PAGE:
Children's TV presenter says BBC put hot chocolate on her face because 'they didn't have make-up for black people'
The former TV host, comedian, and a regular on Blue Peter, London Hughes, recently highlighted how broadcasters are not measuring up on diversity .
A children's television presenter with the BBC has accused the broadcasting corporation of dabbing hot chocolate on her face, because they did not have the right make-up products to complement her skin tone, according to reports.
The former TV host, comedian, and a regular on Blue Peter, London Hughes, recently highlighted how broadcasters are not measuring up on diversity and also illustrated the "well-intentioned" racism that she regularly encounters in her work.
"I used to present on CBBC and one of the make-up artists there put hot chocolate on my face because she didn’t have any make-up for black people. That was in 2012," Hughes said while talking to Fortunately podcast.
So I recently appeared on the #Fortunately podcast, I spoke about some of the racism I’ve experienced in my career and it’s only gone and made the papers!— London Hughes (@TheLondonHughes) 4 November 2018
I am so happy people are starting to listen! We need more upfront and honest dialogue about thishttps://t.co/FfupiwG9px
"She didn’t realize I was black [in advance] so she panicked. She had Waitrose organic hot chocolate. She didn’t tell me that she was putting it on my face, I found it in her make-up kit. I asked my producer to ask her what she put on my face and she confessed that it was hot chocolate. In her defense, she didn’t put Tesco’s own brand on there, it was Waitrose organic at least," the 29-year-old added.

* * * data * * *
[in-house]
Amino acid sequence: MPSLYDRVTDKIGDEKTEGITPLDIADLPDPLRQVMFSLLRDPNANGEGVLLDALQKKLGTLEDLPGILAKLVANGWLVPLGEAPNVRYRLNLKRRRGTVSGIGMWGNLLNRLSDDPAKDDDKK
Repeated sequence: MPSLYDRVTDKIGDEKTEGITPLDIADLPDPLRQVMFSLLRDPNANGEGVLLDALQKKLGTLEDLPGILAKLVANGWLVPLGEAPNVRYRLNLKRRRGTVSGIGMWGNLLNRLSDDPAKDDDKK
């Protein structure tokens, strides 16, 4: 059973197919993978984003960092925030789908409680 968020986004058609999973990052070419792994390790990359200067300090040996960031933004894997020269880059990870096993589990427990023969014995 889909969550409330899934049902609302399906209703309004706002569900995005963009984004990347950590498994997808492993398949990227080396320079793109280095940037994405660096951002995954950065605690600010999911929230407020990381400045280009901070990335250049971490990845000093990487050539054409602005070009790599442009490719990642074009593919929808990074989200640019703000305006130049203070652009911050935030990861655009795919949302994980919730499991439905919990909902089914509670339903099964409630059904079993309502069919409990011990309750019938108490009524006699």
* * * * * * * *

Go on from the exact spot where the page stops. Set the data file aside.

The former TV host also said that she experienced stereotyping during a BBC residential writers course in Kent where she was asked to develop a sitcom for Radio 4. Hughes, while speaking on a BBC podcast, talked about an instance where she was encouraged to write a Radio 4 sitcom based on her parents "coming over from Africa on the boat." She was encouraged to do despite this not being her parents' background, according to the Daily Mail.
"One day a woman came in to help with our writing and she was so lovely, but I was talking about one of my characters and she said, “Oh, maybe you should write about your characters’ parents”, and I said, “Yeah OK, maybe I can include my parents?” And she was like, “Yeah, maybe include their history or how they felt when they came here on the boat from Africa”. So I said, “Erm, my dad was born in Crawley and my mum was born in Jamaica, but she definitely came here by plane”. And she was like, “Oh, I’m so sorry”.
'She wasn’t being horrible, but that’s just what she thought," Hughes said referring to the instance.
While speaking during the podcast, Hughes also mentioned the awkward moments she often encountered with her BBC colleagues where they were not sure how to greet a young, black woman. "When they meet me at meetings, [I say], don’t greet me with a fist bump, greet me with a handshake... That’s happened a few times. Don’t fist-bump me at all," she said.
Shortly after Hughes' statement, a BBC spokesperson said: "We are unable to verify what London has said as we don’t appear to have any record of this. But everyone in the broadcasting industry knows how seriously we take diversity and reflecting modern Britain, as evidenced by our output and representation targets."